The philosopher, Bertrand Russell, in his History of Western Philosophy, has devoted a chapter to Byron, not because he was a systematic thinker, but because “Byronism” established an outlook and a way of feeling that entered 19th Century philosophy and eventually helped to form Nietzsche’s concept of the Superman, the great hero who stands outside the jurisdiction of the ordinary criteria of good and evil. Russell calls Byronism the attitude of “Titanic cosmic self-assertion”. He goes on to say that the when the great men of the 19th Century are considered as forces, as causes of change in the social structure, in values, or in the worldview, Byron occupies a high place. Indeed, the course of events in recent times has necessitated much revision in our historical estimates, making some men less important than they had seemed, and others more so. As among those whose importance is greater than we realized in the history of ideas, Byron is prominent, Russell assures us.
In continental Europe this assessment does not appear surprising, but in the English-speaking world Byron was not always fully appreciated. His verse was influenced by the 18th century canon and made him difficult to classify as a Romantic. But on the continent his way of feeling and his outlook on life were assimilated and continually transformed until they became so widespread as to be factors in great events.
The French critic, Hippolyte Taine, in his History of English Literature, gave only a few pages to Wordsworth, Coleridge, Shelley, and Keats, and then devoted a long enthusiastic chapter to Lord Byron whom he called “the greatest and most English of these artists”. Taine went on to say: “He is so great and so English that from him alone shall we learn more truths of his country and of his age than from all the rest together”. Byron had achieved an immense European reputation during his own lifetime, while his great English contemporaries were admired only by small coteries in England and America. Byron was viewed as the very prototype of literary romanticism. For Byron provided his age with what Hyppolyte Taine called its “ruling personage”, which he defines as “the model that contemporaries invest with their admiration and sympathy”. This personage is the “Byronic hero”.
The central characteristic of the Byronic hero is that of a melancholy, passionate, moody sinner who is both torn with remorse yet unrepentant. In proud moral isolation he relies on his absolute self against all moral or social limitations on the expression of his individuality. This rebellious figure is non-political and erotic. It embodies elements of Byron’s personality and, more importantly, the yearnings of Byron’s time. It was imitated in life as well as in art, and helped shape the intellectual as well as the cultural history of the later 19th Century.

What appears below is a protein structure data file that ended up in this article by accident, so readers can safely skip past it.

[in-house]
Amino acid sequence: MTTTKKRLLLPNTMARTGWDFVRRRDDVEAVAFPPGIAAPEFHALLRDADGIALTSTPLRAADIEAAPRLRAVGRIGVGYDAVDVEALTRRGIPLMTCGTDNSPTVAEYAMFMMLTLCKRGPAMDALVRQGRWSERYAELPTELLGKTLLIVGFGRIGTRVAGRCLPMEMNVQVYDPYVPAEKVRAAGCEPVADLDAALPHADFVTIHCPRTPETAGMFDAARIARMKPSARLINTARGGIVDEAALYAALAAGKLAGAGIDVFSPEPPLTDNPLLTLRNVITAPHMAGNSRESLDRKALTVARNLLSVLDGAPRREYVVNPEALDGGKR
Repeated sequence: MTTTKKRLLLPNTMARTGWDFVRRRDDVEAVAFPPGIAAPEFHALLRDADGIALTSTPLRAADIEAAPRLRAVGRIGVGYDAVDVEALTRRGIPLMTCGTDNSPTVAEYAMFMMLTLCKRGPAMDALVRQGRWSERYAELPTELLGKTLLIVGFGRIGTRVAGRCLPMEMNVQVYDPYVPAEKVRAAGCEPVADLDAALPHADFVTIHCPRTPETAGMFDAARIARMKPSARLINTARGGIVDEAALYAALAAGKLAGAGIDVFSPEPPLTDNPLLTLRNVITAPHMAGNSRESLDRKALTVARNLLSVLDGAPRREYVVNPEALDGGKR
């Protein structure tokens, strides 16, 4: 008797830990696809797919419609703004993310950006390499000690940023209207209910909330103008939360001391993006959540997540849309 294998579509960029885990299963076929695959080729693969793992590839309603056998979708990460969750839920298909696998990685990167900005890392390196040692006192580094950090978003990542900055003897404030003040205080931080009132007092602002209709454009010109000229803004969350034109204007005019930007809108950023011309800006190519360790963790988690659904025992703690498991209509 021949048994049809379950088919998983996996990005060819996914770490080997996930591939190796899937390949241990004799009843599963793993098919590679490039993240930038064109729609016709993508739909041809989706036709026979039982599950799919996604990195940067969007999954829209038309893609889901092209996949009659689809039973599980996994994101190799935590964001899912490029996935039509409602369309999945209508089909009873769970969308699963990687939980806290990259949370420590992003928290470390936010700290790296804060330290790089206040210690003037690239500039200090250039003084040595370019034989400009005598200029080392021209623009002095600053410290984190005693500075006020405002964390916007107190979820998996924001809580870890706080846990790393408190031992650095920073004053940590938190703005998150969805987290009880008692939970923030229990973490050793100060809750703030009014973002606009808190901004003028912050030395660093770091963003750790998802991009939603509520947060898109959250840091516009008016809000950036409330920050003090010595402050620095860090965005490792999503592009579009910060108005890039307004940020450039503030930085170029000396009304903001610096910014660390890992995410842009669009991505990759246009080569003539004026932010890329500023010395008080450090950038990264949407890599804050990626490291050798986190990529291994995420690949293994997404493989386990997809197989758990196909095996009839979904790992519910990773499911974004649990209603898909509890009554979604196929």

Russell points out that this figure of the arch-rebel is basically the aristocratic rebel, of whom Byron was in his day the exemplar. The aristocratic rebel is a very different type from the leader of a peasant revolt or proletarian uprising. The aristocratic rebel has enough to eat, therefore he must have other causes of discontent. Russell thinks that love of power may be the unconscious cause of his discontent, but that in his conscious thought the aristocratic rebel is critical of the way the world is governed. Taken to an extreme this becomes the standpoint of the superman with perhaps an element of Satanism. Both tendencies are to be found in Byron. Both tendencies, Russell argues, largely through men that Byron influenced, became common in large sections of society which were not aristocratic. Russell avers that the aristocratic philosophy of rebellion, as it evolved, inspired a long series of revolutionary movements from the Carbonari after the fall of Napoleon to Hitler’s coup in 1933. And at each of these stages it has inspired a corresponding philosophy.
Russell states that for Nietzsche the great man is godlike and for Byron he is usually a Titan at war with himself. Byron’s portrayal of the Corsair in his dealings with others is like Zarathustra. Byron writes:
“Still sways their souls with that commanding art
That dazzles, leads, yet chills the vulgar heart.”
The Corsair is a hero that in Byron’s words: “hated man too much to feel remorse.” But for Byron this trait was true to human nature since similar traits, Byron tells us, were exhibited by Genseric, the King of the Vandals, by the Ghibelline tyrant, Ezzelino, and by a certain Louisiana pirate. Byron not only looked to the Middle Ages and the Levant for heroes. He invested Napoleon with a romantic mantle. Napoleon’s influence on 19th century Europe was profound. He inspired Hegel, Fichte, Nietzsche, Beethoven, Heine, Stendhal, Clausewitz, and the acts of Italian patriots. Russell states that Napoleon’s “ghost stalks through the age, the only force which is strong enough to stand up against industrialism and commerce, pouring scorn on pacifism and shopkeeping.”
Byron had proclaimed his wish for Napoleon’s victory and when he heard of Waterloo he said: “I’m damned sorry for it.” Only once did Byron turn against his hero: in 1814 when he thought suicide would have been more honorable than abdication, but Napoleon’s return from Elba mad up for it. Andre Maurois has written, in his Life of Byron about the French reaction to Byron’s death: “it was remarked in many newspapers that that the two greatest men of the century, Napoleon and Byron, had disappeared almost at the same time.” Carlyle called Byron the “noblest spirit in Europe” and felt as if he had “lost a brother”. He later came to prefer Goethe, but always coupled Byron with Napoleon. Carlyle wrote comparing the two: “Your Byron publishes his Sorrows of Lord George, in verse and in prose, and copiously otherwise: your Bonaparte presents his Sorrows of Napoleon Opera, in an all-too-stupendous style; with music of cannon-volleys, and murder-shrieks of a world; his stage lights are the fires of conflagration; his rhyme and recitative are the tramp of embattled Hosts and the sound of falling cities.” Carlyle goes on to say: “Close thy Byron; open thy Goethe”. He says this because he sees Byron and Goethe as antitheses, Byron as melancholy and Goethe as cheerful. Most French poets have found Byronic unhappiness the best material for their verses. The poet Alfred de Musset considered Napoleon, Byron and Goethe as the greatest geniuses of the century.